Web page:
First responders change protocol amid COVID-19

Frisco+Fire+Department

Mykel Hilliard

Shelby McCormack, Contributing Writer

As COVID-19 continues to force people to stay home, first responders have changed their procedures to keep themselves safe as they perform their duties. Both the Frisco Fire Department and the Dallas Police Department are required to wear masks, use hand sanitizer, and practice social distancing whenever possible, among other protective measures.
“The fire calls have basically remained the same. However, the EMS calls have drastically changed,” Frisco Fire Department Lt. Don Scott wrote in an email to The Courier. Scott wrote the department now sends only one firefighter/paramedic to evaluate each patient. Before the pandemic, all five firefighters in a crew would go in, so the patient would have all the help they needed, he wrote.
Scott wrote his engine company has encountered two patients who have tested positive for COVID-19. But the practice of sending in only one paramedic ensured that “the only person who came in contact with those patients was the paramedic who makes the initial contact,” he said. And, he wrote, the one paramedic who comes in contact with the patient wears personal protective equipment to protect from exposure to the disease.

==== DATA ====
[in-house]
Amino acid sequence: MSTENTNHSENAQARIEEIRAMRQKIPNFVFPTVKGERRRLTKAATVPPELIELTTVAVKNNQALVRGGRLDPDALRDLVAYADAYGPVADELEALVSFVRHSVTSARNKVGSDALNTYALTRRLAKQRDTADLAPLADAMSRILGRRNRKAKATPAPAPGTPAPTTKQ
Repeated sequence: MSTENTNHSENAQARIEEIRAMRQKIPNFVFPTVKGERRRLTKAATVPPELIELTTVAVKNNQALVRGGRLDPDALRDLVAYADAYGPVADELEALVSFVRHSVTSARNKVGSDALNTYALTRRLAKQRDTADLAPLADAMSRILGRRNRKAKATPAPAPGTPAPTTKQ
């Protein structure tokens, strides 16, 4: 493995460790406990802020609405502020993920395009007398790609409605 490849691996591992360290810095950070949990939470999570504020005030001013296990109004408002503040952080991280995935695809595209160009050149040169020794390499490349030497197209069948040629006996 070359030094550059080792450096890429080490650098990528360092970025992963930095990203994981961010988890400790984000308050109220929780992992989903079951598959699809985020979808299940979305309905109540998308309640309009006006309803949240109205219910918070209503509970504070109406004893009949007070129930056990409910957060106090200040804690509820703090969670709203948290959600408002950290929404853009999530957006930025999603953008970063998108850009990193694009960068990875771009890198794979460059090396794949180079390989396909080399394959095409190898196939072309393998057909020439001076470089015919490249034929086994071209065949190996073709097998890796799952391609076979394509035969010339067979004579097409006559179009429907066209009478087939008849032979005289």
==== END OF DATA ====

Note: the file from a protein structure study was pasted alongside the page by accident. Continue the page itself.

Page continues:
Police officers have also changed their procedures. Dallas Chief of Police Lauretta Hill wrote in an email to the Courier that her police officers now are more cautious when responding to calls. However, she said, “In certain situations it is impossible to follow the guidelines completely and still do your job.”
For instance, Hill wrote, masks can become a challenge when worn for extended periods of time. “When dealing with the public, you don’t always get the nonverbal signals that you would get if everyone was not wearing a mask,” she wrote.
Despite their precautions, Frisco Fire Department Capt. Raul Esquibel wrote in an email to the Courier, three people in the Frisco Fire Department have tested positive. They were quarantined until they tested negative, he wrote.
Esquibel said the department now checks firefighters’ temperatures three times a day, and that it instructs anyone who has symptoms to stay home. “If we have anyone exposed in the station, the entire crew is sent to isolation for 14 days,” Esquibel wrote.
First responders prepare for an unpredictable day at work in which they put their lives in jeopardy every day, Scott wrote. The pandemic is just one more addition to the list of threats they face on a daily basis.